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My domain (example.com) has recently been targeted by spammers who are sending email (somewhere) but forging the sender as random-name@example.com. I have been getting flooded by delivery failure notices which I believe show that my mail system has not been exploited -- it's all hosted by Google Apps and all of the accounts seem to be unaffected. Furthermore, the headers seem to indicate all email is being originated in middle eastern and south asian countries). However, my domain is clearly being abused in a way that I cannot seem to protect against.

I fear that my domain may be placed onto blacklists or other problems.

Is there anything I can do except wait for it to subside? How long does that usually take?

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I can't personally comment on the chance/timing of it subsiding on its own.

Are your servers being loaded down by the extra traffic? If the From address is random, I would think that your servers would drop it.

I think the only concern you have is being blacklisted by spam filters. Is this correct?

Every spam filtering system will have its own methods. I would also point out, that were domain-level blacklists in effect as you describe, major corporations (UPS/USPS/FedEx/DHL, for example), as well as major email services (Gmail/Yahoo), would have already been blocked, because (it stands to reason) that these domains would already have been filled out in the From area of countless spam emails. This is not your problem if your domain is blacklisted, nor is it Gmails problem if their domain is blacklisted by a spam filtering service. It would only be the problem of the spam filtering service that blocks you.

  1. You should: tell the recipients it isn't actually from you, using SPF on your DNS servers to indicate whether the originating IP address (or block) is yours/legit or not (either white-list or black-list methods are supported). However, SPF is not fully respected, because if it was, there would be a large number of false positives due to the mistakes of a significant number of those configuring the SPF rules (things like hard-blocking legit addresses). This (if you avoid those mistakes) will not eliminate the problem on its own, but it may help the spam filters determine what to ignore, or it might help prevent a full fledged blacklisting of your domain.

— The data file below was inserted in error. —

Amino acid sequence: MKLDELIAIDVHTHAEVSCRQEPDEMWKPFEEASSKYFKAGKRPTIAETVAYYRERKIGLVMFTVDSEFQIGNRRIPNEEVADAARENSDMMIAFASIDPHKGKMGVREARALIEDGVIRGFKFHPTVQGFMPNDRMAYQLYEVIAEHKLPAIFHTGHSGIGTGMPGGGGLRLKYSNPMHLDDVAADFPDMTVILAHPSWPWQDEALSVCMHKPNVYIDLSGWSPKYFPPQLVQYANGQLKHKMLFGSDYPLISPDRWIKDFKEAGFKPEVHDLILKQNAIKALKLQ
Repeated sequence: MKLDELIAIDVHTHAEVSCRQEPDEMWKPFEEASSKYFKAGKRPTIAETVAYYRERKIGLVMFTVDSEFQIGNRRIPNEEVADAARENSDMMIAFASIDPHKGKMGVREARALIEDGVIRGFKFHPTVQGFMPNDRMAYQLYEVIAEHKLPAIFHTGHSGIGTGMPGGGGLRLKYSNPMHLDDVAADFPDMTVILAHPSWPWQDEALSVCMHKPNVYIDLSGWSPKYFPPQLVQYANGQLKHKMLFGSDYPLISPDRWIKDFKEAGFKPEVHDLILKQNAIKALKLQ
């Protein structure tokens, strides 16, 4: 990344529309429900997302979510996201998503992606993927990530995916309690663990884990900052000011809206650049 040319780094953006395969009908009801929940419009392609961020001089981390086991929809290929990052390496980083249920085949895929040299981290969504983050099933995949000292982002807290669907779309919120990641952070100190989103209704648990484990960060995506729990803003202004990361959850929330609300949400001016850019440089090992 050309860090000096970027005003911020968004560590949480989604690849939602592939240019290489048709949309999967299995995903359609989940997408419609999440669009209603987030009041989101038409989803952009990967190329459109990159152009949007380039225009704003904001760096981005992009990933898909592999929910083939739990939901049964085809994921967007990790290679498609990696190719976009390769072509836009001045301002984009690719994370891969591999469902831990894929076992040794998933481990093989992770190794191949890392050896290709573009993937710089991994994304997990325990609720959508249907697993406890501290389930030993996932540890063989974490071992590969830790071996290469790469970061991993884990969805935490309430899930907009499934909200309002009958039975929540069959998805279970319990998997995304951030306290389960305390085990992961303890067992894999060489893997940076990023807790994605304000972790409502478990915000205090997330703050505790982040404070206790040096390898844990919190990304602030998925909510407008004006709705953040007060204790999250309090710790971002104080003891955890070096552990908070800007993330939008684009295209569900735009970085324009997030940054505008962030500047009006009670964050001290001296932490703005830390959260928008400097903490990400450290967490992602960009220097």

2. You might want to make sure you know how to explain the situation clearly. Something like someone writes a random from address in your home town, to address of the recipient, and drops it in the mailbox in New York, or even China. The "return to sender" feature that the post office will provide, is completely ignorant of the Postmark (in this case, IP Address). There's nothing here that is hard to understand.

  3. You could: report abuse to those ISPs who control the IP address blocks that are being used. I don't know if these measures are effective in actually stopping the abusive traffic, especially overseas, across multiple ISPs.

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Thanks. I will look into SPF side of things. I haven't had to explain the situation yet, but it's still pretty early. I was originally concerned that one of my user's accounts might have been compromised, but from what I can see, Google Apps for my domain is reporting nothing out of the ordinary for any user, and this was confirmed by sampling the DNF bounces for originating IPs. So right now, yes, blacklisting is my only concern. –  logicalscope Jun 29 '12 at 17:21
    
I should also mention that I have no servers. It is all hosted by Google Apps in their environment. I have a catch-all address defined which is why I am seeing these failure notices. –  logicalscope Jun 29 '12 at 17:23
    
well what about removing catch-all? That would make this email to work, and about the confirmations you dont need to worry as long you've got the SPF record. Soon, he will be banned, but you rather not, because there is no of your ip numbers in the mail header. –  Andrew Smith Jun 29 '12 at 19:08
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I receive more than 1000 mail every day and this is completely normal and all of them are rejected because there is no catch-all, this is essential not to bloat your mail server and mailbox.

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Reason for -1 is lack of useful information. –  George Bailey Jul 9 '12 at 21:47
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What you're getting is called backscatter, and it's annoying. Because email need not be authenticated, spammers will send email using a forged return address. When the spam delivery fails, the recipient will sometimes send a falure report back to the forged return address. The (real) recipient of that failure notification message can get understandably very angry about this, since he was never actually involved in this mess to begin with until the hapless spam recipient sent the failure notice to an innocent bystander.

The solution is for everybody to quit sending these failure notifications unless you can conclusively prove that it's going to someone who actually sent you the message you're notifying about.

If you're part or the problem then for the sake of everyone's sanity, quit it.

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